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Revista do Instituto de Medicina Tropical de São Paulo

On-line version ISSN 1678-9946

Rev. Inst. Med. trop. S. Paulo vol.45 no.4 São Paulo July/Aug. 2003

http://dx.doi.org/10.1590/S0036-46652003000400011 

BRIEF COMMUNICATION

 

Prevalence of IgG antibodies specific to Toxoplasma gondii among blood donors in Recife, northeast Brazil

 

Prevalência de anticorpos IgG específicos anti Toxoplasma gondii em doadores de sangue no Recife, nordeste do Brasil

 

 

Raquel A.L. CoêlhoI; Masashi KobayashiII; Luiz B. Carvalho Jr.I

ILaboratório de Imunopatologia Keizo Asami and Departamento de Bioquímica, Universidade Federal de Pernambuco, Recife, PE, Brasil
IIDepartment of Parasitology, School of Medicine, Chiba University, Japan

Correspondence

 

 


SUMMARY

A serological survey of Toxoplasma gondii infection in blood donors was carried out in order to identify seroprevalence in Recife, Brazil. Sera from 160 individuals (119 male and 41 female) were evaluated by using a Toxoplasma IgG-antibody enzyme immunoassay (Denka Seiken Co., LTD., Tokyo, Japan). The seropositive percentual for males (79.0%) showed to be higher (p < 0.05) than for females (63.4%). This percentage increases with age, ranging from 18.2% to 92.6% for individuals aging under 20 and 40-50 years old, respectively. For women of childbearing age (18-40 years) it was found a prevalence of 51.6%.

Keywords: Toxoplasmosis; Seroepidemiology; Human; Recife, Brazil.


RESUMO

Estudo epidemiológico de infecção por Toxoplasma gondii em doadores de sangue foi realizado com vistas ao estabelecimento da soroprevalência em Recife. Soro de 160 indivíduos (119 masculinos e 41 femininos) foram analisados mediante o emprego de ensaio imunoenzimático para a detecção de anticorpos IgG anti-Toxoplasma (Denka Seiken Co., LTD., Tokyo, Japan). O percentual de soropositivos para os indivíduos do sexo masculino (79,0%) foi maior (p < 0,005) do que para os do feminino (63,4%). Esta soropositividade aumentou com a idade, variando de 18,2% para os indivíduos menores de 20 anos até 92,6% para aqueles entre 40 e 50 anos de idade. Para as mulheres na idade fértil (18-40 anos) foi encontrada prevalência de 51,6%.


 

 

Toxoplasmosis is a disease caused by the ubiquitous protozoan parasite Toxoplasma gondii5. Most T. gondii infections among humans occur by ingestion of tissue cysts from infected meat or oocysts from soil, or by congenital transmission through the placenta3,10. According to NETO et al.14, Brazil presents the highest prevalence of congenital toxoplasmosis reported so far. Blood samples (140,914) from all over the country were tested for IgM-class antibodies and 47 cases confirmed. This finding suggests a prevalence of 1 per 3,000 births.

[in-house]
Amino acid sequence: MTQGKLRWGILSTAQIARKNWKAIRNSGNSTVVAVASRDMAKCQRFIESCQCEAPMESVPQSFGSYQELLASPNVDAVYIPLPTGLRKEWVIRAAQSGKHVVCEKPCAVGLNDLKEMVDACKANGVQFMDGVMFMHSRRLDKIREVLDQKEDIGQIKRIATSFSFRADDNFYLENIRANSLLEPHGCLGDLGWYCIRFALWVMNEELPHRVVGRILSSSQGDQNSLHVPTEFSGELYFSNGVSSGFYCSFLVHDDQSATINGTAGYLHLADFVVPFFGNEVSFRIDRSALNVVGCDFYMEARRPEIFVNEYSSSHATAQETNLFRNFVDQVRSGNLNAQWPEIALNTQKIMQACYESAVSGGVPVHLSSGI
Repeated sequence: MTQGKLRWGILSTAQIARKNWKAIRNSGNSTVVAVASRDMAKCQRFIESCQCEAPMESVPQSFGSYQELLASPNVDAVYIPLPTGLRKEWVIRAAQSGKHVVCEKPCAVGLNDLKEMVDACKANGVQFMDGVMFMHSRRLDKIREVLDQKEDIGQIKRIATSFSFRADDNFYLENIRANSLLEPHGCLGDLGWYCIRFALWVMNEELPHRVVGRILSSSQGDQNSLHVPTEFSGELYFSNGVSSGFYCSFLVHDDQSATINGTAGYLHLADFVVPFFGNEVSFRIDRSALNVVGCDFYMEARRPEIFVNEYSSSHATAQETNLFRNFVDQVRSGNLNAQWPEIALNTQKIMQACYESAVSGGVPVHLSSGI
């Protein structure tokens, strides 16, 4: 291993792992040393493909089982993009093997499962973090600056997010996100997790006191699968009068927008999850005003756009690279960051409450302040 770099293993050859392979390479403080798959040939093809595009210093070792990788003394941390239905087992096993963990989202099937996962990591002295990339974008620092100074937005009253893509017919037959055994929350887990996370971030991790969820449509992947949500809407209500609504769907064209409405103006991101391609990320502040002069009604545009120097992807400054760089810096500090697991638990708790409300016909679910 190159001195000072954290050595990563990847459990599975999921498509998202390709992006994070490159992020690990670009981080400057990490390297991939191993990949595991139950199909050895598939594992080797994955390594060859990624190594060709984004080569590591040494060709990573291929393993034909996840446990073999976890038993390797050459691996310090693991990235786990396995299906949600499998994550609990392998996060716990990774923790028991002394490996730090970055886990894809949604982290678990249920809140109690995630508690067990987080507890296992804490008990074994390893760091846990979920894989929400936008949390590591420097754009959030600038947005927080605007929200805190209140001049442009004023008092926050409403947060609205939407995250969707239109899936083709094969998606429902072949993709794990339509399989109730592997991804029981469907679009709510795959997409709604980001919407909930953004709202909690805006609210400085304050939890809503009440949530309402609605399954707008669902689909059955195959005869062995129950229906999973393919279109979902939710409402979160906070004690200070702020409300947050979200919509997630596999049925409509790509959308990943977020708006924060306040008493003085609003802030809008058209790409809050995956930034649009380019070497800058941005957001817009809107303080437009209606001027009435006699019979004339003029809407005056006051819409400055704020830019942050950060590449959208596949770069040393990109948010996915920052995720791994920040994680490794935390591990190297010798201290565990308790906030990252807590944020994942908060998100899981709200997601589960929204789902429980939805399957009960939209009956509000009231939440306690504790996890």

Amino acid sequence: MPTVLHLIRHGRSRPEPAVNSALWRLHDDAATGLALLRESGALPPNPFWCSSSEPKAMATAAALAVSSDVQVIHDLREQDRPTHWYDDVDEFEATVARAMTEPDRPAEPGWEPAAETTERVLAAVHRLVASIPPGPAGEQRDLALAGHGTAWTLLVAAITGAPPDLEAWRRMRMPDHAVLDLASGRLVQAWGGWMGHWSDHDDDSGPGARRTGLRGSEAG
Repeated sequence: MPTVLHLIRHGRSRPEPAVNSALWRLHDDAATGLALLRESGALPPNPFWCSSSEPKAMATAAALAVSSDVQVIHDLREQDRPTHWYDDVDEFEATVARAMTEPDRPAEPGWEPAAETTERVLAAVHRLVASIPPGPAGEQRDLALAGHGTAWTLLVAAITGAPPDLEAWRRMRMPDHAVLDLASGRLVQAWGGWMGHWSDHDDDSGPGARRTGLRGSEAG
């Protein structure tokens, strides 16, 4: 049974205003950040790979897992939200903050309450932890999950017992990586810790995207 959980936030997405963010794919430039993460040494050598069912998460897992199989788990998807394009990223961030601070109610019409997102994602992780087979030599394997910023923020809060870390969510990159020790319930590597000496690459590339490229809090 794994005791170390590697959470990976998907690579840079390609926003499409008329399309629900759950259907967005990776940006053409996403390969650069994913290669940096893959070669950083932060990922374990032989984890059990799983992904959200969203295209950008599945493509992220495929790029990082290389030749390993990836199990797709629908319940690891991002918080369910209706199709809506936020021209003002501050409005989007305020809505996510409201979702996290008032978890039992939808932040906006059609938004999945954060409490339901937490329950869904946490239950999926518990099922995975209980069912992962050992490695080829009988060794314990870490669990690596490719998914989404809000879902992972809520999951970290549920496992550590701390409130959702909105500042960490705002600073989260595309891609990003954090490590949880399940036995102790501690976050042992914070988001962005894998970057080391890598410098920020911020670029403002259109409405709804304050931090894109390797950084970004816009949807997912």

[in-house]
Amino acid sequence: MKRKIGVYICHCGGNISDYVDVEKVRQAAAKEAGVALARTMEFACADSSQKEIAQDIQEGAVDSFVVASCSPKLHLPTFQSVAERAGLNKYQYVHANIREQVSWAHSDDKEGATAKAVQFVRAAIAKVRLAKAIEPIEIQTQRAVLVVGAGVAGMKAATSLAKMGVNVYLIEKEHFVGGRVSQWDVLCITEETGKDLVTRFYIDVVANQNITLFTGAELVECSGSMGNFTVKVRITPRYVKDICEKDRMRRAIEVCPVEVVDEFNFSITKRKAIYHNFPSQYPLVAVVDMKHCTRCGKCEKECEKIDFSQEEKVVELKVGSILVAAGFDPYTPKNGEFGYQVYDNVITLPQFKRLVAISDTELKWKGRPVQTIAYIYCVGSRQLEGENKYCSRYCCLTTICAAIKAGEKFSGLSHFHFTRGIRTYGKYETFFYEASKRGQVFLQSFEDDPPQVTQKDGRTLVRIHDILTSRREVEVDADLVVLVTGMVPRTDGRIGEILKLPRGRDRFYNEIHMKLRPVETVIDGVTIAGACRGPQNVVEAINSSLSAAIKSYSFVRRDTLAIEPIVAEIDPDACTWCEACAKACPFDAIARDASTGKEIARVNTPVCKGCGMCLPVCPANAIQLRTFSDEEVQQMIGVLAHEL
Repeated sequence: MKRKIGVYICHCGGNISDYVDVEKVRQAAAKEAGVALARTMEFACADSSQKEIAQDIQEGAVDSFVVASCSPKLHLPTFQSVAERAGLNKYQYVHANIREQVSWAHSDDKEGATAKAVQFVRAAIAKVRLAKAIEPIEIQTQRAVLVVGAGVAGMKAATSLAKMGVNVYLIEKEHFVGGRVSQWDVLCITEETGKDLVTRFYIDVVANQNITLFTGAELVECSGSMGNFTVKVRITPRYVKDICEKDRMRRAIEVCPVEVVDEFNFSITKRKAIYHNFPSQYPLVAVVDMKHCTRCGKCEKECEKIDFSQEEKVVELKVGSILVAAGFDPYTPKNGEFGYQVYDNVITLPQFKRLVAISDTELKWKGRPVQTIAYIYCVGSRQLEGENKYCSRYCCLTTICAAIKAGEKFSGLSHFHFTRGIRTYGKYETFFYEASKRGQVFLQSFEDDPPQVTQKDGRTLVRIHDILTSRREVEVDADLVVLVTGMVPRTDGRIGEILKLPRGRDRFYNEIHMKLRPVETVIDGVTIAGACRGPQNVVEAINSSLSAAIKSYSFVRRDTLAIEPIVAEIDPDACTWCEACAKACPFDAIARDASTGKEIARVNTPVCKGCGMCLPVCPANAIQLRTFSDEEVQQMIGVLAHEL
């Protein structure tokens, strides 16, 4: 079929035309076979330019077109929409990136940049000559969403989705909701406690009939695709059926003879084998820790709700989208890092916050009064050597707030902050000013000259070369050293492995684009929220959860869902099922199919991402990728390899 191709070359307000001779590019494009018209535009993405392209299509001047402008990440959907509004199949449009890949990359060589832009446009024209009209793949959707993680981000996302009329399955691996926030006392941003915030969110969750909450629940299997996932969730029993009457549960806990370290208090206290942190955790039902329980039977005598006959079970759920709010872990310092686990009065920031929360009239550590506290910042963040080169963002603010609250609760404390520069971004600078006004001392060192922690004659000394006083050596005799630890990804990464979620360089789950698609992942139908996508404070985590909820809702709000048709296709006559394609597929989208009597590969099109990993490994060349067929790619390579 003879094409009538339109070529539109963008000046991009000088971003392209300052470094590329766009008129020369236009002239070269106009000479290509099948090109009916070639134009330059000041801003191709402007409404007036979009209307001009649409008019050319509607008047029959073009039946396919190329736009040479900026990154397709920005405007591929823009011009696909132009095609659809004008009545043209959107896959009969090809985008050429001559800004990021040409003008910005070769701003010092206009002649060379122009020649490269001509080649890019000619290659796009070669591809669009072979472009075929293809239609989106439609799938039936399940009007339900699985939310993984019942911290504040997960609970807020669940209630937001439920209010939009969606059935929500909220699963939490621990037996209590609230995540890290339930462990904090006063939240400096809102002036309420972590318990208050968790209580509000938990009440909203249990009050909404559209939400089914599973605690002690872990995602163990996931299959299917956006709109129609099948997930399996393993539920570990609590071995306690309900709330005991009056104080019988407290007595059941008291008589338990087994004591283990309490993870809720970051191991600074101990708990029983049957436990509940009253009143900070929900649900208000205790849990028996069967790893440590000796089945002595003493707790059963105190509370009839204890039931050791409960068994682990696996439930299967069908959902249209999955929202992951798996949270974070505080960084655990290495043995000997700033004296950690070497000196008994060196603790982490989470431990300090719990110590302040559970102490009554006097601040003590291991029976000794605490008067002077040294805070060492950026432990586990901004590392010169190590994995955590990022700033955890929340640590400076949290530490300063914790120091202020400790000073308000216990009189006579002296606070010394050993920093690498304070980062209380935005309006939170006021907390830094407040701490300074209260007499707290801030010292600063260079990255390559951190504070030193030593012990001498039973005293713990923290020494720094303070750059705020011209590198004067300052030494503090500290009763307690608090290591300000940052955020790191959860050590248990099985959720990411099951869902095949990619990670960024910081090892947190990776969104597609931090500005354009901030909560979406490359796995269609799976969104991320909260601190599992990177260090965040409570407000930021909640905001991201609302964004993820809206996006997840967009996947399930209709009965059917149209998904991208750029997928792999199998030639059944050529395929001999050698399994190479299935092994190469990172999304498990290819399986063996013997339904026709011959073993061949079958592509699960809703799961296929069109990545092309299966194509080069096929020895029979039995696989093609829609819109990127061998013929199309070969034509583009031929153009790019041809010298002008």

Although toxoplasmosis is a worldwide dispersed infection, seropositivity levels vary widely among different regions of the globe7. The prevalence rates change according to socio-cultural habits, geographic factors, climate and transmission route, and typically rise with age4,7. In Brazil, prevalence studies have been carried out, mainly in the Amazon and southeast regions during the 70-80's. Seroprevalence ranged from 40-80%, with increasing levels according to age, low socioeconomic status, rural dwelling and raw meat cooking practices16.

Serological surveys indicate that about 80% of all primary infections are asymptomatic, due to the immune system effectiveness, but variable levels of the disease can affect immunocompromised individuals4. The epidemic of Acquired Immune Deficiency Syndrome (AIDS) has created an expanding population of susceptible individuals. Usually, people suffering from both AIDS and toxoplasmosis have been exposed to the Toxoplasma parasite earlier in life and the HIV infection simply allowed the Toxoplasma parasite to grow unchecked. The concomitant occurrences should be considered by public health policies especially in those countries with high toxoplasmosis prevalence where AIDS is concurrent with economic and public health problems15.